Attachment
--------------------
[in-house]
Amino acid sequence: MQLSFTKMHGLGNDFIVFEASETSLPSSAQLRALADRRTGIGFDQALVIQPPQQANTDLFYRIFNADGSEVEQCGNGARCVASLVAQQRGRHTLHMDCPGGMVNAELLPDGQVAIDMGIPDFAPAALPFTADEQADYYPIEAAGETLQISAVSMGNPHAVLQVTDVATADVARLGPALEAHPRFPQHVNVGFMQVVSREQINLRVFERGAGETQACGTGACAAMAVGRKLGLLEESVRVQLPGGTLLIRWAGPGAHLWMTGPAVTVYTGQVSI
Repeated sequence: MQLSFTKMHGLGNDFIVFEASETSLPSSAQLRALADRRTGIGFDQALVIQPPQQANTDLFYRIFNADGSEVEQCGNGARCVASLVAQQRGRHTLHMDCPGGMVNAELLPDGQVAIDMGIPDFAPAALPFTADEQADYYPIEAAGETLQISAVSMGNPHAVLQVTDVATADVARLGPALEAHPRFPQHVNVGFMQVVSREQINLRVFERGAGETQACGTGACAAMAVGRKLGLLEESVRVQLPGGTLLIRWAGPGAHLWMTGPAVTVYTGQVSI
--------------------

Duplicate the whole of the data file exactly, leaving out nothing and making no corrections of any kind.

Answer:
[in-house]
Amino acid sequence: MQLSFTKMHGLGNDFIVFEASETSLPSSAQLRALADRRTGIGFDQALVIQPPQQANTDLFYRIFNADGSEVEQCGNGARCVASLVAQQRGRHTLHMDCPGGMVNAELLPDGQVAIDMGIPDFAPAALPFTADEQADYYPIEAAGETLQISAVSMGNPHAVLQVTDVATADVARLGPALEAHPRFPQHVNVGFMQVVSREQINLRVFERGAGETQACGTGACAAMAVGRKLGLLEESVRVQLPGGTLLIRWAGPGAHLWMTGPAVTVYTGQVSI
Repeated sequence: MQLSFTKMHGLGNDFIVFEASETSLPSSAQLRALADRRTGIGFDQALVIQPPQQANTDLFYRIFNADGSEVEQCGNGARCVASLVAQQRGRHTLHMDCPGGMVNAELLPDGQVAIDMGIPDFAPAALPFTADEQADYYPIEAAGETLQISAVSMGNPHAVLQVTDVATADVARLGPALEAHPRFPQHVNVGFMQVVSREQINLRVFERGAGETQACGTGACAAMAVGRKLGLLEESVRVQLPGGTLLIRWAGPGAHLWMTGPAVTVYTGQVSI